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Montessori Inspired Volcano Study

Since Henry has started school, I haven't created anything that looks like Montessori work for him. He gets enough work at school, so home is for a different kind of work -- opened play and exploration. But, recently, an intense interest has been sparked in Henry which has led me to create this Montessori inspired volcano study.

A Montessori inspired volcano unit study. This small study includes some Montessori friendly, hands-on ways to study volcanoes.

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This interest in volcanoes was first sparked in Henry when he read a Magic Treehouse book about Pompeii. The book discusses the disaster in a very shallow and age appropriate way. But, it led Henry to ask so many questions about volcanoes that I knew we just had to explore them further here at home. However, I knew that I wanted to stay away from going to much deeper about the tragedy at Pompeii so we are sticking to the earth science side of things!

A Montessori inspired volcano unit study. This small study includes some Montessori friendly, hands-on ways to study volcanoes.

Felt Models 

The first thing I made for Henry is a set of felt models. When we read the book, it occurred to me that Henry really had no idea what a volcano is. So, we needed to start at the beginning. One of the models I made was simply a mountain, while the other is an erupting volcano. The mountain is only brown felt attached to a sheet of stiffened green felt.

The next was the volcano. The volcano itself was stitched together. I included some common elements of a cross section of a volcano including the magma, conduit, and layers of ash that make up the conical shape. I also added lava and ash to the outside of the volcano. I could have added others but wanted to keep it fairly simple. Then, I included a cover for the volcano so that you could only see what would be happening on the outside. Finally, I included labels to arrange on the models.

A Montessori inspired volcano unit study. This small study includes some Montessori friendly, hands-on ways to study volcanoes.


Next, we explored the concept of eruption with some good old fashioned baking soda and vinegar. Instead of making or buying a model volcano, I wanted something where Henry could see they reaction rise, as if he was looking at the center of the volcano itself. So, I used his test tubes and rack to experiment. This allowed him to see the reaction flow to the outside of the container. I was also able to use a stopper {under very close super vision and only very lightly placed} to show what would happen if the gasses inside a volcano get trapped -- hint the topper flies off and you get a little pop of liquid.

Henry really really enjoys this work and has been repeating frequently.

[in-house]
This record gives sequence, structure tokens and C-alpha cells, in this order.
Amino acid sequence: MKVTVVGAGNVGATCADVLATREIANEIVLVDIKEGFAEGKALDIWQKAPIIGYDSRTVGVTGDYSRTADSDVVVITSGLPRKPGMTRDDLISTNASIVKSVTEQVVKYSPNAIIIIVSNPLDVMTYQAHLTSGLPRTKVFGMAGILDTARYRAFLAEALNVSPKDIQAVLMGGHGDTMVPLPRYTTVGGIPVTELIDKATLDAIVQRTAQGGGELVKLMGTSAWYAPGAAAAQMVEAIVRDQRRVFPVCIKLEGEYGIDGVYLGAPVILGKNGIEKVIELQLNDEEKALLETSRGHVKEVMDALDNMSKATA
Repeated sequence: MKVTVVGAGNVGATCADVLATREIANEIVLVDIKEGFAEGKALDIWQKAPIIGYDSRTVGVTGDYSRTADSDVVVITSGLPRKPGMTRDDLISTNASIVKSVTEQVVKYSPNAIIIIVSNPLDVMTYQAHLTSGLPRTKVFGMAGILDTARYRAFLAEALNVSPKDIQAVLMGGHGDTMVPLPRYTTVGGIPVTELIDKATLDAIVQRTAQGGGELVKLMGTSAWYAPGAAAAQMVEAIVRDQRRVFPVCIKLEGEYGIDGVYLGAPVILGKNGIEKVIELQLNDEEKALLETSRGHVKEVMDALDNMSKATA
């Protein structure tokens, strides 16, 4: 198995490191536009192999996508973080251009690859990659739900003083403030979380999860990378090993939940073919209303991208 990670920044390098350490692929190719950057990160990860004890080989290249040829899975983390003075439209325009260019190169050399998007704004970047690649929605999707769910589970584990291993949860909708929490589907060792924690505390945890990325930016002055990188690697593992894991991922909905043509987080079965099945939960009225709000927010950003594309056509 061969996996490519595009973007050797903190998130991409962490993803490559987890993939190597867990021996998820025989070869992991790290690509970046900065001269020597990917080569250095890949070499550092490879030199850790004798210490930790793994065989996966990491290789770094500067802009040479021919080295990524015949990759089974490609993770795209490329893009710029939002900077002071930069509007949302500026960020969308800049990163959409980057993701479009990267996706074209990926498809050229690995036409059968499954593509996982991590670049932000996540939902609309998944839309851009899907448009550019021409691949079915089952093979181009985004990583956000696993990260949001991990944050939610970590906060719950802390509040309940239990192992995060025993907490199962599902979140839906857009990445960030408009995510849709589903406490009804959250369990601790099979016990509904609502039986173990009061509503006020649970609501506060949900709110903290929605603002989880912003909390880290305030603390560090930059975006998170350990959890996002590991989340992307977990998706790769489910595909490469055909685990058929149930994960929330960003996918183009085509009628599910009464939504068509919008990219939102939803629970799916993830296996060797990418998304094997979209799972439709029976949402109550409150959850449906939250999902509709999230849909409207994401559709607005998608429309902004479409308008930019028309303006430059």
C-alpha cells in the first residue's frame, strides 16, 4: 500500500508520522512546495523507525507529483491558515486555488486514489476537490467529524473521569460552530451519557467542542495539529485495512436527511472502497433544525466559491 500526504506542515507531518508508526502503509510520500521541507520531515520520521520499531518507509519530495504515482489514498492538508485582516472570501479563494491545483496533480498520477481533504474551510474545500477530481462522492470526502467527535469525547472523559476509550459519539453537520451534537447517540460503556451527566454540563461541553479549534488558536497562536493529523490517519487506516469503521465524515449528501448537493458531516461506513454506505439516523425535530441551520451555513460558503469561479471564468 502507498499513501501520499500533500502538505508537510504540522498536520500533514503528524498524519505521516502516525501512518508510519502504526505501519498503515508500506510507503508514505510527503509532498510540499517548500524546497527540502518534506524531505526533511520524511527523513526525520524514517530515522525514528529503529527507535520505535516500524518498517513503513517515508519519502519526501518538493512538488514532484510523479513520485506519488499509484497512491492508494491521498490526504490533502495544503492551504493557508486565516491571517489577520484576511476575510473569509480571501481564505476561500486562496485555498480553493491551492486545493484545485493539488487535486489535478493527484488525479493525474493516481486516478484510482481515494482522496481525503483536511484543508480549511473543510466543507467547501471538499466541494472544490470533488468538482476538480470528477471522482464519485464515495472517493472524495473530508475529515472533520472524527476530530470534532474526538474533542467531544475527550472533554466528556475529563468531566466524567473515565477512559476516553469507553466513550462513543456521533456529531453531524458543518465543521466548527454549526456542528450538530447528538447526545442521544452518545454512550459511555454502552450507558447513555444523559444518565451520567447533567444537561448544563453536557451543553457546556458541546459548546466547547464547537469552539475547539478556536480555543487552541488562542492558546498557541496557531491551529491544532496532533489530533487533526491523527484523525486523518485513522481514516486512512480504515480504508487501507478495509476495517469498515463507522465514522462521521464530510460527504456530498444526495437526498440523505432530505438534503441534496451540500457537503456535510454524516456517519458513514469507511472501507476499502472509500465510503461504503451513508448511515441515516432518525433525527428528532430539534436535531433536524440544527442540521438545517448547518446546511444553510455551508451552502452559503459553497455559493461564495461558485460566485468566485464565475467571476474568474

Real Volcanoes and Map

I also included pictures of real volcanoes and a world map labeling where they can be found. This makes the concept of volcanoes very concrete by showing very specific examples. Plus, Henry still loves geography so this speaks to him. I highlighted Mount Vesuvius -- the volcano that started all of this -- with a small card holder. Henry can either match these cards to his map, or just look at and think about them.


I also included some books in our study now that Henry is starting to read. I want to make sure he knows where and how to get information on topics that he is interested in. For this study, I included three books on his shelf. First, a children's encyclopedia opened to the volcanoes page. This was the first resource I pulled out when Henry showed an interest in volcanoes. I showed him the index and a bit on how to use the book before exploring content.

Next, in the book stand, I included an atlas. I opened the book to Italy since he is so specifically interested in Mount Vesuvius. However, he could easily find any of the countries found on our volcano cards and map. Finally, I included the Magic Treehouse book that started it all.

And, that's it! It's been a simple little unit that helps to satisfy that interest that he is having while still not focusing too much on academics here at home. It's really the most perfect compromise for us.

A Montessori inspired volcano unit study. This small study includes some Montessori friendly, hands-on ways to study volcanoes.

12 Months of Montessori 

This post is brought to you as part of the 12 Months of Montessori series. This month's theme is earth science. Don't miss these Montessori and Montessori-inspired earth science posts! 

Montessori Inspired Volcano Study | The Kavanaugh Report
Montessori Science: Fruit Dissection | Christian Montessori Network
DIY Agate Candy Slices: Candy Science | Sugar, Spice & Glitter
Water cycle and weather unit | Welcome to Mommyhood


Unknown said…
I was looking through your post's links but didn't see where to find the volcano photo cards. Do you have a link for those?
This is a very nice unit study! I also enjoy using felt to teach concepts with. The test tubes are so much fun!

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